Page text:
Some family members have speculated that her persuasion included a bribe, but Dollinger never mentioned that when recounting the story, Vogel said.

“She credited the release of her husband to the fact that someone had advised her to speak to a certain Gestapo officer who was known to be more open to reason and that she showed him a valid Polish passport belonging to Bernard,” Vogel explained, adding that “open to reason” might have meant bribes, because “with Gisa everything could be in the nuance.”

Upon his release, Bernard was told that if he did not leave Austria within two weeks he would be returned to the concentration camp. Thanks to a last-minute cancellation, the couple managed to obtain two first-class tickets on a boat to Japanese-occupied China, one of the few places where Jews could easily obtain visas at the time.

No Trial for Austrian Ex-Mayor who Said Jews Deserve Hanging

Wednesday, March 5th, 2014

An Austrian ex-mayor who said journalists and Jews should be hanged will not stand trial for hate speech, prosecutors said.

A spokesperson for the public prosecutor’s office of Krems an der Donau, a municipality located 35 miles east of Vienna, said that Karl Simlinger, a former mayor of the village of Gfohl, will not be tried because he made the statement to a crowd that was too small to justify indicting him for incitement to hate, the news site Heute.at reported on Monday.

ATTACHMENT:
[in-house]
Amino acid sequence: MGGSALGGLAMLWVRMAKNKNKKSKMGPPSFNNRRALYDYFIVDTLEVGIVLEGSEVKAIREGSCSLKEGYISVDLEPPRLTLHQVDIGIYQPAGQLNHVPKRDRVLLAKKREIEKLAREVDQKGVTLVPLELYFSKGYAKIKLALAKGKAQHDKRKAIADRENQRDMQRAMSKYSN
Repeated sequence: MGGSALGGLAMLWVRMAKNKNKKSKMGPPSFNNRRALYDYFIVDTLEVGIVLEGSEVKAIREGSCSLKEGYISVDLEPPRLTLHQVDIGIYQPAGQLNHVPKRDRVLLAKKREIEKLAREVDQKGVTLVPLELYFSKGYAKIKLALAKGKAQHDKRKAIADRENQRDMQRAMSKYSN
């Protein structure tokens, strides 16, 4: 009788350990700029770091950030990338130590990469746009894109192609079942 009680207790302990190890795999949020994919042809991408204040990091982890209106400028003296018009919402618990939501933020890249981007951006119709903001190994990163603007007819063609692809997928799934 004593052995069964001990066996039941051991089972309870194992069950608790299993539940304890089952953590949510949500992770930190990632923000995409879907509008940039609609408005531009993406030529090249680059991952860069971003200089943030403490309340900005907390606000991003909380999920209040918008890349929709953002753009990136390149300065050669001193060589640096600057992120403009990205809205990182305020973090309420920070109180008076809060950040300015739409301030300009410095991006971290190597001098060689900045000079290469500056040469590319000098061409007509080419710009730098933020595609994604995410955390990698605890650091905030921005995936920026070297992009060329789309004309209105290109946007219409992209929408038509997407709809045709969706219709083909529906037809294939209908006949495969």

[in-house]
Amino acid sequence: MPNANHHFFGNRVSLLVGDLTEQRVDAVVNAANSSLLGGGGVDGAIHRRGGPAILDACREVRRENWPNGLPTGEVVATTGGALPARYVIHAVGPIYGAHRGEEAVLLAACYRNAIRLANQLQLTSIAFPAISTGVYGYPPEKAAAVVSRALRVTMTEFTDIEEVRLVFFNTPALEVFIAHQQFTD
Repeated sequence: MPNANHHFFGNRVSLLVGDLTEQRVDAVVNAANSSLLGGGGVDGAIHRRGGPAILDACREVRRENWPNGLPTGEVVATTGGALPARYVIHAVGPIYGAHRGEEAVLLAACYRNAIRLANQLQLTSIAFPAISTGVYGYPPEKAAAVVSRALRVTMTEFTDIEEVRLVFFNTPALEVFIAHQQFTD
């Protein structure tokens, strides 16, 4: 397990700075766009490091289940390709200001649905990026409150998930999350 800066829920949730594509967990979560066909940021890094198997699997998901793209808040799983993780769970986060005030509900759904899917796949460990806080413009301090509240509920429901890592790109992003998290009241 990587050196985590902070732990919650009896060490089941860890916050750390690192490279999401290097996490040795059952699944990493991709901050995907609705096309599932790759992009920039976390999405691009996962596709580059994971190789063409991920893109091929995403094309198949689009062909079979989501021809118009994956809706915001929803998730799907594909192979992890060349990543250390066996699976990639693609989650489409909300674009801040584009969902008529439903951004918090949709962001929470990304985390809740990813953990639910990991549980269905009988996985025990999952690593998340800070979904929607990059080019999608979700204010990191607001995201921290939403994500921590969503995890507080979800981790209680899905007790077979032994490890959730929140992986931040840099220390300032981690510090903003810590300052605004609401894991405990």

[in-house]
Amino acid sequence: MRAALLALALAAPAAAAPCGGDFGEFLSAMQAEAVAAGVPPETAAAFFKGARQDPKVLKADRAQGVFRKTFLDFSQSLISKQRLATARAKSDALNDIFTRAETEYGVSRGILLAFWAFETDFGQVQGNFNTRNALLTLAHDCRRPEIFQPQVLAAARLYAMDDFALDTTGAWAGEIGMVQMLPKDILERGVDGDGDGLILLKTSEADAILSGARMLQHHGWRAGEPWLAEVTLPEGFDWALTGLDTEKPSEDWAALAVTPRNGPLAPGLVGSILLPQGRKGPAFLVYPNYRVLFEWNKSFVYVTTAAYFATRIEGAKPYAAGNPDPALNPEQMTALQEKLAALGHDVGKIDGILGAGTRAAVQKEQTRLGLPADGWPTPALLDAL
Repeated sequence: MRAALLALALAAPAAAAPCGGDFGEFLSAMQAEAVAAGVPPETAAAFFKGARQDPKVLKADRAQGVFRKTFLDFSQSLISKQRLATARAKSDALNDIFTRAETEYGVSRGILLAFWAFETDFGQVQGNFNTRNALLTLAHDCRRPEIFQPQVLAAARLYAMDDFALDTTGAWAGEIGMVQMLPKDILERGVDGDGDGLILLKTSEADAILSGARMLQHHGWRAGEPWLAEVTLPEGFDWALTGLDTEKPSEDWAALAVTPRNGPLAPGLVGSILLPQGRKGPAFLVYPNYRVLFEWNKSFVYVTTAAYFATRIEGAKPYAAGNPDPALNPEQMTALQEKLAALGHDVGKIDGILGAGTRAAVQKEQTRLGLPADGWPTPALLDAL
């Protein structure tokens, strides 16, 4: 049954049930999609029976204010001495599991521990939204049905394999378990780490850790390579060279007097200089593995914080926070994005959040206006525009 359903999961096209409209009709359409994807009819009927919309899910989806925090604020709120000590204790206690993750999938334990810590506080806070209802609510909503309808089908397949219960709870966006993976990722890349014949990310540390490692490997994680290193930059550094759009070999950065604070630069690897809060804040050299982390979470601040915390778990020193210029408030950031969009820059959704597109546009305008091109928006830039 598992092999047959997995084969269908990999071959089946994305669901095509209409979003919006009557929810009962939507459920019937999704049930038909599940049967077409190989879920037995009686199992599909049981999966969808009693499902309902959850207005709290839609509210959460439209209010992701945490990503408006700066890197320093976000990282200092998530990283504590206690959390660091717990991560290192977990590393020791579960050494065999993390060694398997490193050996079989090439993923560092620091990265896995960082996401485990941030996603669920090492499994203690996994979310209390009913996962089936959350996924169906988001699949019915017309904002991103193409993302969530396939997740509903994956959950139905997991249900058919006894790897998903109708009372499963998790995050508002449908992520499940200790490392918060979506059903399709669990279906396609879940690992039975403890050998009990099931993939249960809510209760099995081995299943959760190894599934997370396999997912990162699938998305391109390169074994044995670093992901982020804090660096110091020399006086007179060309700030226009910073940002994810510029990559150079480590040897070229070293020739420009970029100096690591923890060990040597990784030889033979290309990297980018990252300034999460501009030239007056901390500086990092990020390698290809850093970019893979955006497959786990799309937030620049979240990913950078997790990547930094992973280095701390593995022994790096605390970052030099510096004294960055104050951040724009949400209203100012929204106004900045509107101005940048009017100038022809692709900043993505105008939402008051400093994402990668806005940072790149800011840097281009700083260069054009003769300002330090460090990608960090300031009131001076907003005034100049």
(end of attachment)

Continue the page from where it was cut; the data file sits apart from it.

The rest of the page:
Simlinger resigned as mayor in December after the media reported on statements he made during a town hall meeting.

“I don’t give a shit about asylum seekers, but the journalists are at fault. They should be hanged; they are like the Jews,” he was quoted as saying.

Simlinger at first denied making the comment before releasing a statement in which he confirmed making it. “It wholly runs contrary to my worldview,” he wrote in the statement, in which he said he would resign. “It was not my intention to cause offense, and I apologize unreservedly.”

For Whom the Bell Tolls? In Austria, For Hitler

Monday, July 29th, 2013

The Austrian government is trying to explain itself out of the embarrassment of having owned a castle that contains a bell with praise for Hitler, whose name is inscribed on the bell that has been rung for 80 years.

The government recently sold the castle, located in a rural farm area, and now the bell’s history has become known.

The castle and bell are located in the small village of Wolfpassing and was occupied by Soviet Red Army soldiers after the downfall of Hitler, but no one said a word about the bell’s praise of Hitler, which is a violation of Austrian law.

Beside Hitler’s name being inscribed on the bell, an inscription calls him “the unifier and Fuehrer of all Germans” who freed Austria “from the yoke of suppression by foreign elements and brought it home into the Great-German Reich.”

for good measure, there is a swastika on the bell, which Austrian officials either have overlooked for decades or simply looked away.